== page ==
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Mediators Inflamm. 2014;2014:291024. doi: 10.1155/2014/291024. Epub 2014 Jul 16.

Macrophage trafficking as key mediator of adenine-induced kidney injury.

Author information

1
Laboratory of Transplantation Immunobiology, Department of Immunology, University of São Paulo, Institute of Biomedical Sciences, 05508-900 São Paulo, SP, Brazil.
2
Laboratory of Clinical and Experimental Immunology, Nephrology Division, Federal University of São Paulo, 04023-900 São Paulo, SP, Brazil.
3
Department of Biophysics, Federal University of São Paulo, 04023-062 São Paulo, SP, Brazil.
4
Institute of Chemistry, Department of Biochemistry, University of São Paulo, 05508-000 São Paulo, SP, Brazil.
5
Department of Biochemistry and Immunology, School of Medicine of Ribeirão Preto, University of São Paulo, 14049-900 Ribeirão Preto, SP, Brazil.
6
Laboratory of Transplantation Immunobiology, Department of Immunology, University of São Paulo, Institute of Biomedical Sciences, 05508-900 São Paulo, SP, Brazil ; Laboratory of Clinical and Experimental Immunology, Nephrology Division, Federal University of São Paulo, 04023-900 São Paulo, SP, Brazil.

Abstract

Macrophages play a special role in the onset of several diseases, including acute and chronic kidney injuries. In this sense, tubule interstitial nephritis (TIN) represents an underestimated insult, which can be triggered by different stimuli and, in the absence of a proper regulation, can lead to fibrosis deposition. Based on this perception, we evaluated the participation of macrophage recruitment in the development of TIN. Initially, we provided adenine-enriched food to WT and searched for macrophage presence and action in the kidney. Also, a group of animals were depleted of macrophages with the clodronate liposome while receiving adenine-enriched diet. We collected blood and renal tissue from these animals and renal function, inflammation, and fibrosis were evaluated. We observed higher expression of chemokines in the kidneys of adenine-fed mice and a substantial protection when macrophages were depleted. Then, we specifically investigated the role of some key chemokines, CCR5 and CCL3, in this TIN experimental model. Interestingly, CCR5 KO and CCL3 KO animals showed less renal dysfunction and a decreased proinflammatory profile. Furthermore, in those animals, there was less profibrotic signaling. In conclusion, we can suggest that macrophage infiltration is important for the onset of renal injury in the adenine-induced TIN.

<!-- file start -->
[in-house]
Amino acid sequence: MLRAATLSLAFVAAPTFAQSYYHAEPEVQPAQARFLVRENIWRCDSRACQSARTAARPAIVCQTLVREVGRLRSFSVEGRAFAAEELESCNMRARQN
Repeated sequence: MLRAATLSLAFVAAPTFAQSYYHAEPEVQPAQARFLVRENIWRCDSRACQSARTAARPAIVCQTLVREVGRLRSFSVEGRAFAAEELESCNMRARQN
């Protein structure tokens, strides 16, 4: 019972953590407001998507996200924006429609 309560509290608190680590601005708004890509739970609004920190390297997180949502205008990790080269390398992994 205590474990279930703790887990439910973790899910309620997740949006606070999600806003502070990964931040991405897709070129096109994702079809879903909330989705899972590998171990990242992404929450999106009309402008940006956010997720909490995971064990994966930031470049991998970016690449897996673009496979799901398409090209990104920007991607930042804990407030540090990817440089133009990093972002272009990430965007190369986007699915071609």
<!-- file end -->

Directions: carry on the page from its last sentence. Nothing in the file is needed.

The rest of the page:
PMID:
25132730
PMCID:
PMC4124723
DOI:
10.1155/2014/291024
[Indexed for MEDLINE]
Free PMC Article

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